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Home » Environment & Nature, Guides, Religion

The Disappearance of Environmental Conscious Architecture in Balinese Temple  

by on Wednesday, 10 January 2007One Comment | 9,349 views

Pura (temple), the sanctuary of Hinduism in Bali now undergoes a serious drawback on architectural diversity and environmental conscious architecture. The renovation and restoration of Pura (temple) all over Bali show an annoying uniformity in architecture and building material. The Pura (temple) from Karangasem on the east to Jembrana on the west, from Buleleng on the north to Badung on the south imitate the architectural design of The Besakih temple (the mother temple of Bali) which used black lava stone from mount Agung as a main building material.


It is understandable that the culture is changing from time to time, and the architecture of Pura (temple) cannot escape from this change. But an important Balinese value, Desa, Kala, Patra (place, time and circumstance) is missing in midst of this architectural uniformity. The Balinese culture has a great diversity based on the Desa, Kala, Patra (place, time and circumstance) concept, each village has its own way and interpretation in implementing the Hinduism and Balinese culture, frankly speaking each village has its own culture that is different from the others. This diversity is also found in temple and building architecture, each Pura (temple) in Bali represents the characteristic of that particular area. The Bukit area is well known for its limestone, this stone is used as a main material for temples around the Bukit.


The Pemecutan Clan (descendant of King of Denpasar) has a privilege to used Chinese plates in its Pura (temple), it is understandable since Denpasar is a trade center of south Bali and Chinese merchants are numerous in this area. The Pura (temple) in Badung and Tabanan regency use red brick as a main material of temple building since clay is abundant in these areas. The Pura (temple) in Gianyar use combination of red brick and porous stone. The Pura (temple) in Karangasem regency use black lava stone from mount Agung as main building material.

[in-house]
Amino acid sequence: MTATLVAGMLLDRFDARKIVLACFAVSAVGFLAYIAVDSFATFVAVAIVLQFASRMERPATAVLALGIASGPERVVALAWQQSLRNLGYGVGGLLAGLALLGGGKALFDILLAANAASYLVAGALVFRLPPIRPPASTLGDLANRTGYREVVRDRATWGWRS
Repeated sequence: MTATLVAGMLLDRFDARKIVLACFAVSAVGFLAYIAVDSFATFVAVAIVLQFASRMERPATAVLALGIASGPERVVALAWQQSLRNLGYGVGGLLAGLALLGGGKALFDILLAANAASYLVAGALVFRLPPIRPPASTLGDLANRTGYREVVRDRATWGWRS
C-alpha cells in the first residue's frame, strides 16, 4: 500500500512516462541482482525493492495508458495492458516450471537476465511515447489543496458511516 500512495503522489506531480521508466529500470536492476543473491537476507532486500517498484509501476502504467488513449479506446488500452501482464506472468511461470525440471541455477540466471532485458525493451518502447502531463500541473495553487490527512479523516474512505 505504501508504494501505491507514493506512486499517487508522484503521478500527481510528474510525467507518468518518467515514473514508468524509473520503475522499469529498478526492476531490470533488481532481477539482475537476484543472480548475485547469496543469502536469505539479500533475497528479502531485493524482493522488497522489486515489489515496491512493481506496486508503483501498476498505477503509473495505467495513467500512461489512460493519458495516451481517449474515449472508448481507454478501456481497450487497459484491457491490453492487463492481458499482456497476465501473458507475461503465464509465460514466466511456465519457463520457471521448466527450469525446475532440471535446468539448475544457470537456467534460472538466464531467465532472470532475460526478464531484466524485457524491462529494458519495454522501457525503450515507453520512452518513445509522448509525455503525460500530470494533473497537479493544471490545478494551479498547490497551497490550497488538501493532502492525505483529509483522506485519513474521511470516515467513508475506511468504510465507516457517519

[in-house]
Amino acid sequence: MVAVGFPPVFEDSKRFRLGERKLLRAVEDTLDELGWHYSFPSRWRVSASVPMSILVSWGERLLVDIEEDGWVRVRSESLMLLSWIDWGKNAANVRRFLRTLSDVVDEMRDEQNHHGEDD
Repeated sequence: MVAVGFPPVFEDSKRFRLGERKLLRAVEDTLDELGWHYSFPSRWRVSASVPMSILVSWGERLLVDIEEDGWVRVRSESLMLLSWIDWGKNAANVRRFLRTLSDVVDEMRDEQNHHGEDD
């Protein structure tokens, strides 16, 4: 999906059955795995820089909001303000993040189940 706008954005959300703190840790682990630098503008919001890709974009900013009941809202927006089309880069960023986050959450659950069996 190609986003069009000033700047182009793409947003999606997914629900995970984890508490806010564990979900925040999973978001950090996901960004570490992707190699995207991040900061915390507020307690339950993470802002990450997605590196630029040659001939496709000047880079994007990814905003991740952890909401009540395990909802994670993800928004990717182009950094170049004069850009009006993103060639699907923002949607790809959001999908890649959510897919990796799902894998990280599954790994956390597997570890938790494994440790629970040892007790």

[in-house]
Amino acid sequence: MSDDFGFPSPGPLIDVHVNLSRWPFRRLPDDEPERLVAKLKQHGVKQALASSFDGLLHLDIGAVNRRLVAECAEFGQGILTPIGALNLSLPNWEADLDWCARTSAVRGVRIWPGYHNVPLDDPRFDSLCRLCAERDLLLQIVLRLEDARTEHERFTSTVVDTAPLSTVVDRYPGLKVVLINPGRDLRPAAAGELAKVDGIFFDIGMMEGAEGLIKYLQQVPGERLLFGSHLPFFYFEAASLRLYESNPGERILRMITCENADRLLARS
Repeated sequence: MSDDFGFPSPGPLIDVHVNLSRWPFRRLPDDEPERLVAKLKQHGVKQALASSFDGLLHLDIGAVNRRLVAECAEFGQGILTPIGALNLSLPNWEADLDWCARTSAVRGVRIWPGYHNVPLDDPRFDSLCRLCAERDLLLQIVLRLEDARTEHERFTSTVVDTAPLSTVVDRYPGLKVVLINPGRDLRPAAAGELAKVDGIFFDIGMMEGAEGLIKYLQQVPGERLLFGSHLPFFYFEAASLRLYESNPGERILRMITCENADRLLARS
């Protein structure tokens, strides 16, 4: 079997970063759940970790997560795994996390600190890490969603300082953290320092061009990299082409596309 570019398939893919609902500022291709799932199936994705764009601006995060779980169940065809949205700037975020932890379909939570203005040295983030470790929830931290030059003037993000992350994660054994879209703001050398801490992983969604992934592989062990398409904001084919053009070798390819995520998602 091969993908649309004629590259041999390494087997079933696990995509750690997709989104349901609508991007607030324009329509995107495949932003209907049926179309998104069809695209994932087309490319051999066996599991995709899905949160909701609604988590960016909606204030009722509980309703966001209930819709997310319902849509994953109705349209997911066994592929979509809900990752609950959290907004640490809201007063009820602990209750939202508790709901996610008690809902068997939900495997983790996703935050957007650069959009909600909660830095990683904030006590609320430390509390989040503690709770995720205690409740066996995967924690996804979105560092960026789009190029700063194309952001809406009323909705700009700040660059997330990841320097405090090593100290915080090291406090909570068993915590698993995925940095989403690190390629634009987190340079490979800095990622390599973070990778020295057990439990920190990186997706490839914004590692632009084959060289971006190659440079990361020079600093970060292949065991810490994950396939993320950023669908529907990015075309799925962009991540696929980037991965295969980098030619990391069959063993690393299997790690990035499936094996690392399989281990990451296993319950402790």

These unique characteristic of Pura (temple) is in mortal danger since the restorationist and renovationist are in full sway. They do not give any consideration on the compatibility between the temple architecture and the surrounding environment, their only purpose is to ensure that the Pura (temple) is following the latest trend of using black lava stone.


The ‘not to preserve’ tendency of the restorationist and renovationist is based on the Balinese view on Godliness. The phrase ‘cleanliness is next to godliness’ is foreign to Balinese mind. In Bali, this phrase is changed into ‘new-liness is next to godliness’. For the Balinese, new temple structure will ensure the holiness of the temple since the old structures of the temple have been polluted by the worldly stains.


In my point of view, there is nothing wrong with the new structures and new architectural design as long as they observe the Desa, Kala, Patra (place, time and circumstance) concept which gives a strong emphasis on environmental conscious architecture.

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